Chasing Aprons

What is more important, the institution or our vanity?

As a follow-up to my recent column on “Do Just One Thing,” I want to describe another problem involving nonprofit organizations, and that is “Chasing Aprons.” This is an expression derived from Freemasonry, the ancient fraternity. For those unfamiliar with the Craft, it is customary for Masons to wear a plain white leather apron at our meetings, symbolizing the aprons worn by workmen years ago. We are admonished there is nothing more ancient or honorable than the plain white apron, yet there are other more decorative aprons awarded as gifts to Masonic officers. Over the years, such aprons have become coveted as a means of identifying a Mason of influence. Unfortunately, some Masons desperately pursue these ornate aprons only to denote their authority, not for accomplishing anything of substance, hence the expression “Chasing Aprons.”

The Masons are not alone in this regards as I have seen similar situations in other nonprofit groups. For example, I remember attending a party when I moved into my neighborhood and a man approached me with some swagger saying, “Hi, I’m John Doe, President of the homeowner association” (it was kind of like, “Hi, I’m the Head Raccoon”). He winked at me, then turned away to glad hand someone else. Frankly, I burst out laughing as he thought he was impressing me. In reality, this same gentleman ran the homeowner association right into the ground and nearly bankrupted it.

Read: Has Freemasonry Lost its Luster?

At some of the I.T. related associations I was involved in, there would be the usual officer titles, such as President, Vice President, Secretary, and Treasurer, but then there are higher titles such as “Division Director” as you now oversaw several chapters as opposed to just one. There are other names for this, such as “District Deputy” or “Inspector,” but you get the idea. Such titles denote a loftier position and are either given to people to perform a legitimate responsibility or awarded as gifts to cronies.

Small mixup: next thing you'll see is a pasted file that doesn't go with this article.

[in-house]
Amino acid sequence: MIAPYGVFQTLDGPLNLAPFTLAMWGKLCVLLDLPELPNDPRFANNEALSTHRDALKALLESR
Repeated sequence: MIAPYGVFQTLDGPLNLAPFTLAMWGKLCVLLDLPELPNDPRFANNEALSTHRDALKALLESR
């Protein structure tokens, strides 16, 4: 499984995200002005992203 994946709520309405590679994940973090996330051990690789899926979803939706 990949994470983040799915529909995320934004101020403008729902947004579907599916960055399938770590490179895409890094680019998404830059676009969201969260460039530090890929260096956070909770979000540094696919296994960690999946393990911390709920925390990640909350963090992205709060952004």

I have seen people “Chasing Aprons” in just about every nonprofit group I’ve been involved in, be it fraternal, political, professional, educational, even in sports clubs, such as those related to baseball, softball, football and soccer.

I have found people who covet such titles tend to be more consumed with the title, and less about the responsibility associated with it. This is essentially no different than in business where people yearn for a job title for political reasons as it will look good on a resume. I tend to see such people as rather shallow. They never accomplished anything of substance in their life, so the appeal for recognition through titles and aprons is irresistible to them. Whenever I run into people like this, who obviously don’t know what they are doing, I tell others to give the person the title or apron and get them out of the way as they will only inhibit progress.

Read: The Masonic Apron | Symbols and Symbolism

As an aside, I wonder how many people would volunteer their service if there wasn’t a title or apron involved? It would be an interesting experiment to see if people care more about the institution they belong to or are in it for themselves.

Obviously, this is all about the human ego. In Freemasonry, we are taught the importance of the title of “Brother” as it is a fraternity, a Brotherhood. There are many other impressive sounding titles associated with the Masons, but nothing more important than the simple designation of “Brother” and the plain white leather apron.

Just remember, being called a “thoroughbred” doesn’t change the fact that a jackass is a jackass.

Keep the Faith!

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Tim Bryce is a writer and the Managing Director of M&JB Investment Company (M&JB) of Palm Harbor, Florida and has over 40 years of experience in the management consulting field. He can be reached at